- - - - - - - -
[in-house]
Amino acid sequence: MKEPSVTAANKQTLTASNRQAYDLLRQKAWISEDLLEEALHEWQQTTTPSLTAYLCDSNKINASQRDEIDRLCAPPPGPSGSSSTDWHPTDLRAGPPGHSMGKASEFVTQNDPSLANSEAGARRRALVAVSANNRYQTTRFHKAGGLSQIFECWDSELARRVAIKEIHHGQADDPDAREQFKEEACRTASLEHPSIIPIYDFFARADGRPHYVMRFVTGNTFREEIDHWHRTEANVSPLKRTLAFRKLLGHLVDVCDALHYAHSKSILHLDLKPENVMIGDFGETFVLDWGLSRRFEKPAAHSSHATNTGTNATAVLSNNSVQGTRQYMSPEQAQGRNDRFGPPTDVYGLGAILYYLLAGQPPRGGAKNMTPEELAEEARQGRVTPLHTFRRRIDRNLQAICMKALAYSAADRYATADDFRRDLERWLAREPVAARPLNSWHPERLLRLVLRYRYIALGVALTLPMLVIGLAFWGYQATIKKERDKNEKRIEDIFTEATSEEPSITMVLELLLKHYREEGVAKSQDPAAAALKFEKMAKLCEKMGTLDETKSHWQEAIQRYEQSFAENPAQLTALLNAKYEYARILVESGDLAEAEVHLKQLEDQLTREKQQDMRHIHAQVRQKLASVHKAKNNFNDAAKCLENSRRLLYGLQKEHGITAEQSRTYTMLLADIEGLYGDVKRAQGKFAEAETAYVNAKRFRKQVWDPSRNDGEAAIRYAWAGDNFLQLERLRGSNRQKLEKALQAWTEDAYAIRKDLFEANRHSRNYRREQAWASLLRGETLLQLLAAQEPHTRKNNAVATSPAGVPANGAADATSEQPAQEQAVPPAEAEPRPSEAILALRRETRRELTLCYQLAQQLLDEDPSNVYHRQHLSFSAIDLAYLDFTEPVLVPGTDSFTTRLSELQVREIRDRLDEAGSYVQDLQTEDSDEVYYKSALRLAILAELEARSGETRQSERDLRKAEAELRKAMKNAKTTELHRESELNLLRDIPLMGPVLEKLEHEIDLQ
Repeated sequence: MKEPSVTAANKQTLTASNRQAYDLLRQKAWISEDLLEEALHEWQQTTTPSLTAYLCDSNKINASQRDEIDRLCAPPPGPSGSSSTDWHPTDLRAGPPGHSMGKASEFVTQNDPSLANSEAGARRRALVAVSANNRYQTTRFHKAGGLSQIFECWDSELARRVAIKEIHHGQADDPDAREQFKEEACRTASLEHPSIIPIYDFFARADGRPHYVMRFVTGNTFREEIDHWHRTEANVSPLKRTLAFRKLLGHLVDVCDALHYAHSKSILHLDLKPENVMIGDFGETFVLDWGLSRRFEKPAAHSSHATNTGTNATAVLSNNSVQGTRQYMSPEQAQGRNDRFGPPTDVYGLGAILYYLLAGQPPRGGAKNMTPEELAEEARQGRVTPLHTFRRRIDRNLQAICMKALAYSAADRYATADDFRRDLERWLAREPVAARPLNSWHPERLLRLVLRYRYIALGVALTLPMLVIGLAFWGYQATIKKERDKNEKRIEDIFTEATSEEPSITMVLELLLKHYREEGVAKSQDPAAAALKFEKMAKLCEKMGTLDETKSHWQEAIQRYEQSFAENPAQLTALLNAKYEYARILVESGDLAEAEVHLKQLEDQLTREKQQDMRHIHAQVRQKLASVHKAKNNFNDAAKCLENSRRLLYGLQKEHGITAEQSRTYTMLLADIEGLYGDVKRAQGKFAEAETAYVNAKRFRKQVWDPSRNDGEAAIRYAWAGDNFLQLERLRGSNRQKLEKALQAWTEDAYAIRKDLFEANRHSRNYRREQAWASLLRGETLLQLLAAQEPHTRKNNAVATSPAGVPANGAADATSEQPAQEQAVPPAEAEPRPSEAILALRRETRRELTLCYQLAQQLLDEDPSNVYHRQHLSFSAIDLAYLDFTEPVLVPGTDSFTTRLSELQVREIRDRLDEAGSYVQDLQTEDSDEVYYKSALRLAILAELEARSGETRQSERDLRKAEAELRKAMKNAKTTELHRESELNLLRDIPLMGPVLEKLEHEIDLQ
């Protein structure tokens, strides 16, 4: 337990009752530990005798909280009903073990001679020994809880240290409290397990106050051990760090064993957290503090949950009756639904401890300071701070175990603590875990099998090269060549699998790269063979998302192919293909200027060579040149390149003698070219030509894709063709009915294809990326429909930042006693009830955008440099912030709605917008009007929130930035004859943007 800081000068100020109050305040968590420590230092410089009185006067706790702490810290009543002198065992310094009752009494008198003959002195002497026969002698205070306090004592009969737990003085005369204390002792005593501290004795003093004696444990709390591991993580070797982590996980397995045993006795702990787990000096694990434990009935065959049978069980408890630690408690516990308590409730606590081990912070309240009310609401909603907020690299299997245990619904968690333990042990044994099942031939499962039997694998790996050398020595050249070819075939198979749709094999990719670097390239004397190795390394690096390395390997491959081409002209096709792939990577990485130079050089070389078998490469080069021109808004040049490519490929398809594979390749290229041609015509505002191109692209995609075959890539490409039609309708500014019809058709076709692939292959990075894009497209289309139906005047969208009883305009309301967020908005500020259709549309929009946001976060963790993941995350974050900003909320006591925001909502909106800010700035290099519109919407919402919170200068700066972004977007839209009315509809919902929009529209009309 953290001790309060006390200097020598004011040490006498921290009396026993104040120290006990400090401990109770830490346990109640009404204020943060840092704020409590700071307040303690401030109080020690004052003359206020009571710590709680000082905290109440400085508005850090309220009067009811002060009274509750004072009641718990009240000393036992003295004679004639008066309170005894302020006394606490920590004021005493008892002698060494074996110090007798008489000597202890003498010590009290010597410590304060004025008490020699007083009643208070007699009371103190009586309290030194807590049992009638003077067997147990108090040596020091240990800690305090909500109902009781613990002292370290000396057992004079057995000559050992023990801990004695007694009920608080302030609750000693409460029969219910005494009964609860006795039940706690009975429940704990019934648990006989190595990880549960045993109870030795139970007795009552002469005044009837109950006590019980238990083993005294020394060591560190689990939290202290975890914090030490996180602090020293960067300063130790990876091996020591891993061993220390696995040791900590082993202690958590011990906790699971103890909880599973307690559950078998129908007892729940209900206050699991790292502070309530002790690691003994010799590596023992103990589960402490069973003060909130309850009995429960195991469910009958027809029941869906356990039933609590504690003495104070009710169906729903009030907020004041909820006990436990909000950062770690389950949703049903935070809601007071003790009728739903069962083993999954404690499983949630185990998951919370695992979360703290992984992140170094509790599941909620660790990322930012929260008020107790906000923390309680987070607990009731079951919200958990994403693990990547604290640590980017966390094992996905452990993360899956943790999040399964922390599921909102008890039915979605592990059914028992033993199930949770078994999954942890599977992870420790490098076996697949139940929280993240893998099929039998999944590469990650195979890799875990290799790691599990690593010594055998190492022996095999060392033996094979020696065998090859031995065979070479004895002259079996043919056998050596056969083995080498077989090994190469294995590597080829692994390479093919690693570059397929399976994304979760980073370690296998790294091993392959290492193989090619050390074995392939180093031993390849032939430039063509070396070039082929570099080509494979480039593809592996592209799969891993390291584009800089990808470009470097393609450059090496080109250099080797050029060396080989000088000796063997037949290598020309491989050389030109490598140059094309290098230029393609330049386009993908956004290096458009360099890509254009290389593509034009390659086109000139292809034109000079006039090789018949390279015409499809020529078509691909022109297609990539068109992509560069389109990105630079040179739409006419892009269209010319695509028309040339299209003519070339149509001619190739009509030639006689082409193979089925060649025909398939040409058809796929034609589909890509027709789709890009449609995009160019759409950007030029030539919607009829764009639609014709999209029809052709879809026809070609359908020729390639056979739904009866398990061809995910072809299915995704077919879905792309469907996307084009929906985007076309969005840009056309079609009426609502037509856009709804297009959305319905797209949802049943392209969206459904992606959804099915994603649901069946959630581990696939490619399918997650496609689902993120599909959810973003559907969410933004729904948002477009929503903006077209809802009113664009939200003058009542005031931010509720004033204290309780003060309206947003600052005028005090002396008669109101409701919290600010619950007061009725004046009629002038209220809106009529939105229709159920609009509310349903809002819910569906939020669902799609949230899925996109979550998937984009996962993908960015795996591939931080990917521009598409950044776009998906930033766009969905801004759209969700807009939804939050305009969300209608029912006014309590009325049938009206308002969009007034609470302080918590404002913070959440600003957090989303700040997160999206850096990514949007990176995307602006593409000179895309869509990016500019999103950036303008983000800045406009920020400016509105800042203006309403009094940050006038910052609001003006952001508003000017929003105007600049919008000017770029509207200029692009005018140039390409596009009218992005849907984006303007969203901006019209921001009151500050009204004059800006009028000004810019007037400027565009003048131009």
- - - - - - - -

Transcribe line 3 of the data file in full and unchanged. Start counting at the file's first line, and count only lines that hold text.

Repeated sequence: MKEPSVTAANKQTLTASNRQAYDLLRQKAWISEDLLEEALHEWQQTTTPSLTAYLCDSNKINASQRDEIDRLCAPPPGPSGSSSTDWHPTDLRAGPPGHSMGKASEFVTQNDPSLANSEAGARRRALVAVSANNRYQTTRFHKAGGLSQIFECWDSELARRVAIKEIHHGQADDPDAREQFKEEACRTASLEHPSIIPIYDFFARADGRPHYVMRFVTGNTFREEIDHWHRTEANVSPLKRTLAFRKLLGHLVDVCDALHYAHSKSILHLDLKPENVMIGDFGETFVLDWGLSRRFEKPAAHSSHATNTGTNATAVLSNNSVQGTRQYMSPEQAQGRNDRFGPPTDVYGLGAILYYLLAGQPPRGGAKNMTPEELAEEARQGRVTPLHTFRRRIDRNLQAICMKALAYSAADRYATADDFRRDLERWLAREPVAARPLNSWHPERLLRLVLRYRYIALGVALTLPMLVIGLAFWGYQATIKKERDKNEKRIEDIFTEATSEEPSITMVLELLLKHYREEGVAKSQDPAAAALKFEKMAKLCEKMGTLDETKSHWQEAIQRYEQSFAENPAQLTALLNAKYEYARILVESGDLAEAEVHLKQLEDQLTREKQQDMRHIHAQVRQKLASVHKAKNNFNDAAKCLENSRRLLYGLQKEHGITAEQSRTYTMLLADIEGLYGDVKRAQGKFAEAETAYVNAKRFRKQVWDPSRNDGEAAIRYAWAGDNFLQLERLRGSNRQKLEKALQAWTEDAYAIRKDLFEANRHSRNYRREQAWASLLRGETLLQLLAAQEPHTRKNNAVATSPAGVPANGAADATSEQPAQEQAVPPAEAEPRPSEAILALRRETRRELTLCYQLAQQLLDEDPSNVYHRQHLSFSAIDLAYLDFTEPVLVPGTDSFTTRLSELQVREIRDRLDEAGSYVQDLQTEDSDEVYYKSALRLAILAELEARSGETRQSERDLRKAEAELRKAMKNAKTTELHRESELNLLRDIPLMGPVLEKLEHEIDLQ